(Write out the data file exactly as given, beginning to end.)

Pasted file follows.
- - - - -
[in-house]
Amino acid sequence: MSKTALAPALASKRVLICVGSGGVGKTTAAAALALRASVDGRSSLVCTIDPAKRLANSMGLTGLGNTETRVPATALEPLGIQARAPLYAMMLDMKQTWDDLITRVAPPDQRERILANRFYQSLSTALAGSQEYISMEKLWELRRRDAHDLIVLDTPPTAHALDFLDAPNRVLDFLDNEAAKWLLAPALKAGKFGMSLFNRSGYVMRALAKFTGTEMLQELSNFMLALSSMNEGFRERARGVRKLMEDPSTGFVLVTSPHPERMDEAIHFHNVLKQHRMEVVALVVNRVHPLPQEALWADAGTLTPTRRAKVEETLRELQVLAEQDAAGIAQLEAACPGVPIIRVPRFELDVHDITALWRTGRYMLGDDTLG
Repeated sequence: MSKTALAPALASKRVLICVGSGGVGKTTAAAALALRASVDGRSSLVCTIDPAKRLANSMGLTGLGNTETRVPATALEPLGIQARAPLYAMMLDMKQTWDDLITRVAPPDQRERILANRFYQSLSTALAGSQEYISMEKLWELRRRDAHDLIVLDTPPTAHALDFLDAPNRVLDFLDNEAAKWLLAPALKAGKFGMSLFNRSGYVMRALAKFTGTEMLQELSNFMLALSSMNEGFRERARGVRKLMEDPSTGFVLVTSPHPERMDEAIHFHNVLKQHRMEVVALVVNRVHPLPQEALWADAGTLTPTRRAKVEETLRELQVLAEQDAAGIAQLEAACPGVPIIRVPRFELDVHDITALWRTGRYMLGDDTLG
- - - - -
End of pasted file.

[in-house]
Amino acid sequence: MSKTALAPALASKRVLICVGSGGVGKTTAAAALALRASVDGRSSLVCTIDPAKRLANSMGLTGLGNTETRVPATALEPLGIQARAPLYAMMLDMKQTWDDLITRVAPPDQRERILANRFYQSLSTALAGSQEYISMEKLWELRRRDAHDLIVLDTPPTAHALDFLDAPNRVLDFLDNEAAKWLLAPALKAGKFGMSLFNRSGYVMRALAKFTGTEMLQELSNFMLALSSMNEGFRERARGVRKLMEDPSTGFVLVTSPHPERMDEAIHFHNVLKQHRMEVVALVVNRVHPLPQEALWADAGTLTPTRRAKVEETLRELQVLAEQDAAGIAQLEAACPGVPIIRVPRFELDVHDITALWRTGRYMLGDDTLG
Repeated sequence: MSKTALAPALASKRVLICVGSGGVGKTTAAAALALRASVDGRSSLVCTIDPAKRLANSMGLTGLGNTETRVPATALEPLGIQARAPLYAMMLDMKQTWDDLITRVAPPDQRERILANRFYQSLSTALAGSQEYISMEKLWELRRRDAHDLIVLDTPPTAHALDFLDAPNRVLDFLDNEAAKWLLAPALKAGKFGMSLFNRSGYVMRALAKFTGTEMLQELSNFMLALSSMNEGFRERARGVRKLMEDPSTGFVLVTSPHPERMDEAIHFHNVLKQHRMEVVALVVNRVHPLPQEALWADAGTLTPTRRAKVEETLRELQVLAEQDAAGIAQLEAACPGVPIIRVPRFELDVHDITALWRTGRYMLGDDTLG